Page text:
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Will the Slump in Oil ETFs Continue? - ETF News And Commentary

Benzinga.com
0 Comments| September 22, 2014

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In the beginning of the year, oil prices witnessed smooth sailing. This was largely thanks to a chilly winter and escalating geopolitical tensions, which helped to buoy prices. However, the favorable demand-supply conditions, which once led crude oil prices to trade above the triple-digit mark, are now waning.

Last week Brent oil slumped to a two-year low of $96.72, while West Texas Intermediate (NYSE: WTI) futures slipped to $90.43 – the lowest level since May 1, 2013. Slowing global demand on the back of rising supplies is believed to be the main culprit for bringing oil prices back to the double digits, which had crossed above $115 not so long ago in June. In fact, Brent oil is down roughly 11% in the third quarter (read: Play an Oil Price Drop with These Inverse ETFs).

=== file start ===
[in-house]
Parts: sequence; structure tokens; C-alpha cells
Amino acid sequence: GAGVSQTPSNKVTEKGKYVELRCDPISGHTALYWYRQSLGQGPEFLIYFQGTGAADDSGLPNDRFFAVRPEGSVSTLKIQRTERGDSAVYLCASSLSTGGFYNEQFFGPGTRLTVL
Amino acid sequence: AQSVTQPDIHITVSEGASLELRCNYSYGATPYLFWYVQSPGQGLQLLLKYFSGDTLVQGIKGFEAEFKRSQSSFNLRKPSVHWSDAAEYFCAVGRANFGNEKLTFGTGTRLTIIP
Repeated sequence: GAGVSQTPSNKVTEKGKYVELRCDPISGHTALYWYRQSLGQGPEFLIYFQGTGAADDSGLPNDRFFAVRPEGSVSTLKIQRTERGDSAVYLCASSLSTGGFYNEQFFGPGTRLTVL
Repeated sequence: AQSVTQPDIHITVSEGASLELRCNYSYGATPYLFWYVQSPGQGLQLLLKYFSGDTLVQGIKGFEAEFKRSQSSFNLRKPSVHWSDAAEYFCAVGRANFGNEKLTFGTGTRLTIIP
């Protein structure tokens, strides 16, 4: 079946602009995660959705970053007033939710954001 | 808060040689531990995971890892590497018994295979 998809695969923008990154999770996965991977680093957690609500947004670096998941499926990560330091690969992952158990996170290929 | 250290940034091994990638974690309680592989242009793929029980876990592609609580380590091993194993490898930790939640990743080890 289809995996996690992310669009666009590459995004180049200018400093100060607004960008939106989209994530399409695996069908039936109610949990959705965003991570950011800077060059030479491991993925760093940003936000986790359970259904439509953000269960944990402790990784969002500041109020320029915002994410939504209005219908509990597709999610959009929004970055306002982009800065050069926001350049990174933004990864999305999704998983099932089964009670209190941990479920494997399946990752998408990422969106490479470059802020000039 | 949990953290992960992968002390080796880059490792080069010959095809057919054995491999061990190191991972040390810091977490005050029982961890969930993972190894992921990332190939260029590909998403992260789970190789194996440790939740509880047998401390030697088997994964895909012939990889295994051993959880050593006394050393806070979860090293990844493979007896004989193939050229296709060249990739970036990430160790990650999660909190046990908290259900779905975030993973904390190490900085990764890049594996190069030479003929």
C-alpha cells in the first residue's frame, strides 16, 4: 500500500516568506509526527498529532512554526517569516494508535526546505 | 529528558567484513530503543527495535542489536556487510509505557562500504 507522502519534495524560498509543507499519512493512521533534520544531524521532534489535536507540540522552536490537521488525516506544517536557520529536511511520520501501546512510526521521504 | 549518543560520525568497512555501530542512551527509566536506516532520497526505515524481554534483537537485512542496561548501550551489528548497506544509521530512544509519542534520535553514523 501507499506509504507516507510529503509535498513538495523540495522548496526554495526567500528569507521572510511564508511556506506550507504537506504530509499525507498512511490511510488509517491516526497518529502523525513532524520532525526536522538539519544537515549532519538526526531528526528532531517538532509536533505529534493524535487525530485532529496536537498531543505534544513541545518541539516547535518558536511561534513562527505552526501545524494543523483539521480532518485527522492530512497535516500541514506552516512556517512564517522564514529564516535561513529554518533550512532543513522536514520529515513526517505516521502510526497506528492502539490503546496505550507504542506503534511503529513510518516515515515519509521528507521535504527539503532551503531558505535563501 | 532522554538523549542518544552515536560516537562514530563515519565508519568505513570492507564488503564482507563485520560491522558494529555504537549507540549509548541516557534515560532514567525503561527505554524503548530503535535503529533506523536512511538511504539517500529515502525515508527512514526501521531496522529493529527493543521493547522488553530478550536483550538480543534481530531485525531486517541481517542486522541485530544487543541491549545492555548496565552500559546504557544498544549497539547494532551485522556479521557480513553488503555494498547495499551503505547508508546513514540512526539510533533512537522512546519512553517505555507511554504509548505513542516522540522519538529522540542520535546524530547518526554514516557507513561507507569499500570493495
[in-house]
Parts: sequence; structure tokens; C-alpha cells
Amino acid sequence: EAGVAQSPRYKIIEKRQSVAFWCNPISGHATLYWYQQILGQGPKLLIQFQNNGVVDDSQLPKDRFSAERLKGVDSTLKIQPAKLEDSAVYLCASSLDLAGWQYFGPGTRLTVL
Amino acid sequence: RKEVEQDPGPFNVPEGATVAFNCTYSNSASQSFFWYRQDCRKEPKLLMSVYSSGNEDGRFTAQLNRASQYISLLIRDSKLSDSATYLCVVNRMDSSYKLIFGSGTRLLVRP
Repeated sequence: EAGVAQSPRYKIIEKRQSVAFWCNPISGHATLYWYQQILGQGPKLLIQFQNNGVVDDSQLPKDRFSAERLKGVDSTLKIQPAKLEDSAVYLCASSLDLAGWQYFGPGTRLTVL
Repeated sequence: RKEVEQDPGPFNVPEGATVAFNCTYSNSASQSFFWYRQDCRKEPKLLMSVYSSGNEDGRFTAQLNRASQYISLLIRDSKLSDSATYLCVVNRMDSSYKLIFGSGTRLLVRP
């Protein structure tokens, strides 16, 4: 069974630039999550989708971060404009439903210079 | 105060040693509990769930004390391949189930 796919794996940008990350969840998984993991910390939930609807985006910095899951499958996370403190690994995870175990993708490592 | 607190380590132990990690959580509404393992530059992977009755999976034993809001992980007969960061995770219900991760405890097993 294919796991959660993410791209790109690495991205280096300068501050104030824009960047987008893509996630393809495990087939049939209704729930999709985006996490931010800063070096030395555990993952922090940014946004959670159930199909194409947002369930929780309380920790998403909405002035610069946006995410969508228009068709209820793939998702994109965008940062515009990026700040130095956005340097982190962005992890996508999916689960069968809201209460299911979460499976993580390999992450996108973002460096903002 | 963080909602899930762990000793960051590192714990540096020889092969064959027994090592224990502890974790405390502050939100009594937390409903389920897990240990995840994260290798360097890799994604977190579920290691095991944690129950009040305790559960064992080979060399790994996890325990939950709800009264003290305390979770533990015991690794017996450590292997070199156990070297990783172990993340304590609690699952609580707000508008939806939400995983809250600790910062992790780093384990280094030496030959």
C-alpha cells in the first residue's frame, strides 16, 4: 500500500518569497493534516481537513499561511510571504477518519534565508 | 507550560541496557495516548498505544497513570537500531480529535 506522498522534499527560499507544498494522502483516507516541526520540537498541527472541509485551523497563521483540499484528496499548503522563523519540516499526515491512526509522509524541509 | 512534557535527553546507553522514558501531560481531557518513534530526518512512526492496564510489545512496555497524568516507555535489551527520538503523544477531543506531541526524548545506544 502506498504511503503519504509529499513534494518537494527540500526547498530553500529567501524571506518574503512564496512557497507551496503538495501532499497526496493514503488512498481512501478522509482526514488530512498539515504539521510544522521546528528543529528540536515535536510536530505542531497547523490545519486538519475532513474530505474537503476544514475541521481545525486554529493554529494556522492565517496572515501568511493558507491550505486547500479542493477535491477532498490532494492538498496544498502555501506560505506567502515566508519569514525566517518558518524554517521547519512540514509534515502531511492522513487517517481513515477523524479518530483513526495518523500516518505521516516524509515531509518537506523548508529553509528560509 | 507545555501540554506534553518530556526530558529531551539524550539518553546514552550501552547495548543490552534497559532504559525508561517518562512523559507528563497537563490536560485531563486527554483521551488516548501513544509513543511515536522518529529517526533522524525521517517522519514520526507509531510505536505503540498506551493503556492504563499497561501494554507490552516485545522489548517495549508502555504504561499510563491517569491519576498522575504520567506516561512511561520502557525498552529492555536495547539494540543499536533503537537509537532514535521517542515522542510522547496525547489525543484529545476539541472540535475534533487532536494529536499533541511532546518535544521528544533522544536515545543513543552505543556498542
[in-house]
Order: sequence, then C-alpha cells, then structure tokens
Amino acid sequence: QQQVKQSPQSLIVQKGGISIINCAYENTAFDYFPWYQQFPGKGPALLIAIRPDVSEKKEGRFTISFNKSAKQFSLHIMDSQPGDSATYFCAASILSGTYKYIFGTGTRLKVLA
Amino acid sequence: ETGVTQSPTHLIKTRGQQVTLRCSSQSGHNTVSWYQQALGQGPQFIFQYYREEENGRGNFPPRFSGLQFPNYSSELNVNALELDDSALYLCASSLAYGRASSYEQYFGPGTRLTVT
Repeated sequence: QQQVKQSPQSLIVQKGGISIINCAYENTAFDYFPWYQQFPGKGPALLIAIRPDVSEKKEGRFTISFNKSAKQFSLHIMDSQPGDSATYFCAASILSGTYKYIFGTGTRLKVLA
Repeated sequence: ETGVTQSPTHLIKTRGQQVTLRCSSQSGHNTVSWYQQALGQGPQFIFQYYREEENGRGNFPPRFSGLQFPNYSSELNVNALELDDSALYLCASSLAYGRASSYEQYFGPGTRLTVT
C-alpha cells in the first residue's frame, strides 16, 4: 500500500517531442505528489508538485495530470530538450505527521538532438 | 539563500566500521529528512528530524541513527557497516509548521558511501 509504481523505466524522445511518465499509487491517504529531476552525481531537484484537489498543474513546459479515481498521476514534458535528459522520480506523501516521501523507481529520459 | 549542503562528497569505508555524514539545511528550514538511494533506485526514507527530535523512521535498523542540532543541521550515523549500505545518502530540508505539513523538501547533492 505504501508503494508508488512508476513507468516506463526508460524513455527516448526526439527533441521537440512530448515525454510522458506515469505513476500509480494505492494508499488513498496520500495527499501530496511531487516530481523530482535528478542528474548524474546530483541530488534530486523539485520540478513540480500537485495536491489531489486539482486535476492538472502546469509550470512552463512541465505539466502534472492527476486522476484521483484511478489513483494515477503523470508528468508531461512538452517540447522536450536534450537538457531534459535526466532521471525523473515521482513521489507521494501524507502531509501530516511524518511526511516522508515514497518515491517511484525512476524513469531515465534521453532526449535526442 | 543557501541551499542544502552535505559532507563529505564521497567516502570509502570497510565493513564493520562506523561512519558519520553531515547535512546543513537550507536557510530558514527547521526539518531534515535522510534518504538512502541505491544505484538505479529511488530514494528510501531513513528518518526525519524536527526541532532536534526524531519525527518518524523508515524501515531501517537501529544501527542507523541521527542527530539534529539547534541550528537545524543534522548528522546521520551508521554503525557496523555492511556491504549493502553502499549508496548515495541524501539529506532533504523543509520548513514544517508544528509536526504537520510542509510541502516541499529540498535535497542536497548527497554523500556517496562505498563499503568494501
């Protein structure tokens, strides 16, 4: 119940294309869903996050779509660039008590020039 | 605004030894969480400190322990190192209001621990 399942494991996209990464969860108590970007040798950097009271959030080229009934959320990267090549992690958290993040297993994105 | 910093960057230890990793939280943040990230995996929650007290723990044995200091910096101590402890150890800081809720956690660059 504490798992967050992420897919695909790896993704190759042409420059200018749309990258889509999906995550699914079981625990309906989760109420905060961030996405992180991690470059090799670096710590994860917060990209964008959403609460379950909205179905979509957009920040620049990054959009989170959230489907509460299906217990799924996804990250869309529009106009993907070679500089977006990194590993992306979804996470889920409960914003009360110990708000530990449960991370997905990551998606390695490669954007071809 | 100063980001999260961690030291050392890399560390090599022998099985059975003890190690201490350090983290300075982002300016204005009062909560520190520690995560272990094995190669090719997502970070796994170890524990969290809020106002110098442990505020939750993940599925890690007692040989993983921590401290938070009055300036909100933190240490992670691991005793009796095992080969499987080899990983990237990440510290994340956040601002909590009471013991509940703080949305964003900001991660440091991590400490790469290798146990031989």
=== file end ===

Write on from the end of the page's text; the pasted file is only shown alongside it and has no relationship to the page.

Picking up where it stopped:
What's Behind the Slump?

Global slowdown primararily in Europe and China is believed to be the cause of dwindling demand. European manufacturing index fell to 50.7 in August – the lowest level in 13 months. Europe is already reeling under deflationary pressure and slowing growth. Making things worse, manufacturing activity is also slowing in the second largest oil consuming nation – China.

Moreover, the U.S. government's Energy Information Administration (AMEX:EIA) and the Organization of the Petroleum Exporting Countries (OPEC) also recently cut their forecast for oil demand following lackluster growth in these nations. Paris-based IEA also lowered its prediction for global oil demand.

While, the situation is worsening on the demand front, we have solid oil supplies. The EIA recently reported that U.S. crude oil production increased by 3 million barrels per day between January 2011 and July 2014 – exceeding the global unplanned supply disruptions of 2.8 million barrels per day. Rising oil production is supported by the shale gas boom which has created a huge surplus in the Atlantic Basin and Asia (read: Play the U.S. Oil Boom with These Energy ETFs).

Further, a stronger greenback also contributed ...

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